The rupee posted its biggest single-day gain of 1.98% in almost a year after finance minister P Chidambaram reiterated the government’s commitment to meet the twin deficit targets for this fiscal.
In absolute terms, the appreciation of Rs 1.28 was the highest since May 2009.
The rupee had closed Thursday at 64.63, after which Chidambaram made a public statement. He reassured that the government was committed to meeting the fiscal and current account deficits for 2013-14. He also said that the rupee was currently undervalued.
Following this, the rupee opened Friday higher at 64.31 to the dollar and traded steady in the 64.40-64.75 range most of the day. The currency shut shop at 63.35 per dollar, close to the day’s high level of 63.33 per dollar and up 3.37% compared with the all-time intraday low of 65.56 witnessed on Thursday. The last few minutes of the trading session witnessed most of the day’s appreciation.
“The statement from the FM to a large extent provided a trigger for correction in the undervalued exchange rate,” said Param Sarma, director and CEO at NSP Treasury.
Foreign exchange intervention by the Reserve Bank of India (RBI) helped prop up the rupee exchange rate.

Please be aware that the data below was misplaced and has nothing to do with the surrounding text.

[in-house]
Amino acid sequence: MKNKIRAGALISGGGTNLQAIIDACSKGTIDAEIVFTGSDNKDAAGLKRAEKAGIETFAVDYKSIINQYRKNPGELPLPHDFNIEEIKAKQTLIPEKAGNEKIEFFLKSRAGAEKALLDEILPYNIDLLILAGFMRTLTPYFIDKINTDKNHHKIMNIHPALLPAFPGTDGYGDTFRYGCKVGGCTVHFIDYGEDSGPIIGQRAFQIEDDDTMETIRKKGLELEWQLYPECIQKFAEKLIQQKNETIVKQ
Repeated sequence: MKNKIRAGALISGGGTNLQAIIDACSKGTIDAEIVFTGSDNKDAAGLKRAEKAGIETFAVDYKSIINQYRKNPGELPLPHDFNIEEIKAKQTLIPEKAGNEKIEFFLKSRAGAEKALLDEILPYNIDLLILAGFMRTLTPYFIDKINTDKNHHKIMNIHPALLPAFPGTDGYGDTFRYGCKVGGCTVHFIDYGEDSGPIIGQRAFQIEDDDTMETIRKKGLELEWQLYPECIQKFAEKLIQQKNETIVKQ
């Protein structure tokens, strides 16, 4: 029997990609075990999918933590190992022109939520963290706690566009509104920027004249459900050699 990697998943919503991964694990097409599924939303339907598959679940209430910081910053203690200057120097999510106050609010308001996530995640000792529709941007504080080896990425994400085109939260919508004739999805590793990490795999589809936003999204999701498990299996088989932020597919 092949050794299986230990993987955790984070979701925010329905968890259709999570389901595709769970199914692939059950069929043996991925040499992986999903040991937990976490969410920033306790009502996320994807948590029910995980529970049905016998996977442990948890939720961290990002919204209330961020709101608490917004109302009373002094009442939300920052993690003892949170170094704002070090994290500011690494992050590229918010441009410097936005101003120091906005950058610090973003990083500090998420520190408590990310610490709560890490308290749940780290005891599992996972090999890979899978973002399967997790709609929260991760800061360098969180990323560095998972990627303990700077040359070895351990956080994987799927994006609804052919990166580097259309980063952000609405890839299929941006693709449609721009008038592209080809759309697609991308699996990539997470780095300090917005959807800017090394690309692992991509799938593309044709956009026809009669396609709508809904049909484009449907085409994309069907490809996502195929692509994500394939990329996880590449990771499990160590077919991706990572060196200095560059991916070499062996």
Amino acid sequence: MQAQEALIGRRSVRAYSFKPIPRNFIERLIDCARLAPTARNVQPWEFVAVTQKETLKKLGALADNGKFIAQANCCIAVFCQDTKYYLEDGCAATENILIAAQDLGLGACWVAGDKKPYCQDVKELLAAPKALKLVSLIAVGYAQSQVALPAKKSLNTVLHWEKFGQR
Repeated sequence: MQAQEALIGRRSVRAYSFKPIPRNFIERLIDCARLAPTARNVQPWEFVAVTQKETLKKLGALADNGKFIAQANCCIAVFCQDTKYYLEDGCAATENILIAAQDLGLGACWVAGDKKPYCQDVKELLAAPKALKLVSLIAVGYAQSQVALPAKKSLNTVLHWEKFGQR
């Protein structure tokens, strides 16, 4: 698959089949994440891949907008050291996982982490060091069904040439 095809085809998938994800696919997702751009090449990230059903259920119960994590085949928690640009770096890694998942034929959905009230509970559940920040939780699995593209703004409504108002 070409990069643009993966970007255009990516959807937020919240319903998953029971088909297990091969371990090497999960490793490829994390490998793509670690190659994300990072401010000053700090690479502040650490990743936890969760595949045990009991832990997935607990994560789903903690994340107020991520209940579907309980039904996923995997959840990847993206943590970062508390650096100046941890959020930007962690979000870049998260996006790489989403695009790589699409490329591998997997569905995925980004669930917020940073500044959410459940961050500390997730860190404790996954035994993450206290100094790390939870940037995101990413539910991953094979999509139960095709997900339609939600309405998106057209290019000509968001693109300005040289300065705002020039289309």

A fall in the dollar globally also contributed. The dollar index, as measured against six major global currencies, was trading at 81.32 levels from 81.49 a day ago. Barring four, emerging market currencies including the Brazilian Real appreciated against the dollar on Friday.
The rupee was the second-best performer of the day in the emerging market currency basket even as there was net foreign fund outflow of Rs 149 crore from Indian equity markets.
On a weekly basis, the rupee lost 2.8% against the greenback in anticipation of some cues from the US Fed’s July meeting. However, the minutes of the July Federal Open Market Committee meeting did not offer any indications on the timing or quantum of tapering plan.
Going forward, rating agency Crisil expects the rupee to recover from its current level and end fiscal 2013-14 at 60 per dollar on the back of narrowing current account deficit and inflow of foreign capital.
The ratings agency, however, raised concerns on foreign fund outflow that could be triggered by US Fed’s pullback of quantitative easing.
“The rupee could start seeing some recovery around the same time if current account starts correcting and capital inflows begin to rise as a result of borrowings by public sector companies abroad and improvement in non-resident Indian deposits,” said Crisil.